Apple hit by Belgian product warranty complaint, Russian railway trademark suit

Posted:
in General Discussion edited January 2014
Following in the footsteps of Italian regulators, a nonprofit consumer protection group in Belgium has taken issue with Apple's advertised product warranties, while a Russian rail company has filed suit over an alleged trademark violation.

Belgium AppleCare

After sorting out issues relating to extended warranties in Italy with a final $264,000 fine, Apple on Tuesday was hit with another complaint from a European consumer advocate group, this time from Belgium.

Belgium AppleCare
Belgian Online Apple Store's AppleCare webpage with footnote link to EU warranty rights (in red). | Source: Apple


Citing the Italian case as precedent, Test-Aankoop/Test-Achats filed a complaint on Monday, claiming the way in which Apple markets its AppleCare warranties to Belgian consumers is improper according to EU law, reports TechCrunch.

The European Union mandates that all consumer electronics purchases in the region be backed by a two-year warranty from the manufacturer, a sticking point for Apple which only offers a limited one-year warranty for its products. In March of 2012, Test-Aankoop/Test-Achats joined forces with ten other groups to force Apple to change its policies, but the petitions went unrecognized resulting in the watchdog's complaint.

In its case with Italian authorities, Apple modified its warranty labeling both on its website and on physical display boxes to better inform customers that they were entitled to a two-year warranty per EU law. Italy initially fined the company 900,000 euros, or $1.2 million, in 2011 for what it considered to be "unfair commercial practices."

While Apple currently has a webpage on the Belgium Online Apple Store dedicated to informing European customers of their warranty rights, the link is located in a small footnote on the AppleCare Protection Plan page.

Russian Railways Suit

In addition to the Belgian complaint, Apple was hit with a suit from Russian Railways on Monday in which the transportation company is claiming damages of 2 million rubles, or $65,000, for alleged trademark infringement.

RZD
Certified "RZD" trademark. | Source: FISP


According to a press release (via TechCrunch) regarding the complaint, the Moscow-based Russian Railways is claiming its Trademark No. 341333 was infringed when pictures of the image were posted on the "online Apple Store." A check with the Russian Federation's Federal Service for Intellectual Property, Patents and Trademarks (FIPS), the trademark in question is the red and white "RZD" logo that was registered and published in 2008.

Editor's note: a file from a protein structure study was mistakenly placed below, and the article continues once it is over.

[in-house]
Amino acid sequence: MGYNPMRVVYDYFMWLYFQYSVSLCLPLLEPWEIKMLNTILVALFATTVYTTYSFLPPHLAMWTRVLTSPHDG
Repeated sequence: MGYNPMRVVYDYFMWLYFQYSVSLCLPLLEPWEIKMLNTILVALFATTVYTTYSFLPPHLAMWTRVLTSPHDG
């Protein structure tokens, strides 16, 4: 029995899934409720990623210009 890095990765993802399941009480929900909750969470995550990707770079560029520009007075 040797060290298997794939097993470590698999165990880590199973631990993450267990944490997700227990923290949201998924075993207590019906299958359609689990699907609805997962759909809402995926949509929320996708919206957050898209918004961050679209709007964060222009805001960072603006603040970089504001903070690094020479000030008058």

The statement's wording is unclear, but Russian Railways could be referring to app icons seen in the App Store which may bear the RZD logo without permission.
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Comments

  • Reply 1 of 34


    Originally Posted by AppleInsider View Post

    The statement's wording is unclear, but Russian Railways could be referring to app icons seen in the App Store which may bear the RZD logo without permission.


     


    This would be the fault of the respective developers and not Apple, correct? Should it be the case, of course.

  • Reply 2 of 34
    The description of the copyright claim is a bit vague... I blame AppleInsider.
  • Reply 3 of 34
    the EU warranties item needs to be pushed. Other countries have the same type of requirements. NZ is potentially even longer, depending on how you take the vaguely worded consumer law, but apple still ignores it with their 1year rubbish. Unfortunately a lot of companies flout that law, and there appears to be little desire to take legal action on the companies.
  • Reply 4 of 34
    charlitunacharlituna Posts: 7,215member
    EU mandate is 'warranty' by seller, not manufacturer.

    All these complaints are basically that Apple doesn't cater to the lazy and stupid and spell out what those 'in addition to protections provided by local laws' protections mean.

    I say Apple just kill all Apple programs in the EU. Lets see what happens when someone's totally functioning mic in the iPhone they bought at a carrier store fails at 11 months in and local law says they have to prove it wasn't working when they bought it tries to get a free replacement from Apple. Won't happen but it would have under Apple's voluntary 1 year manufacturer's program. I say they refuse to let folks buy service parts even. Let them buy retail to replace it.
  • Reply 5 of 34
    tylerk36tylerk36 Posts: 1,037member


    Lets pick on Apple, not the developer.  They know that Apple has Billions and will pay out.

  • Reply 6 of 34
    kevtkevt Posts: 195member

    Quote:

    Originally Posted by Tallest Skil View Post


     


    This would be the fault of the respective developers and not Apple, correct? Should it be the case, of course.



     


    Or should it? Of course a developer has a large responsibility.


     


    But as the seller, Apple has responsibility too - especially given that Apps have to go through a stringent approval process, which Apple touts as a major benefit of the iOS platform. 


     


    Seeing as Apple is so keen to take a 30% cut, maybe they should pay 30% of damages (should it be the case) and the developer 70%.

  • Reply 7 of 34
    If the EU is going to start cracking down perhaps it's time for Apple to take the warranty lead and offer 2 years to all countries. If there's any company who could do it, it's Apple. I liken it to when car manufacturers want to stand out... Usually it's the up-and-coming brands (Hyundai/KIA) or ones trying to re-establish reputation (GM, Jaguar/Land Rover).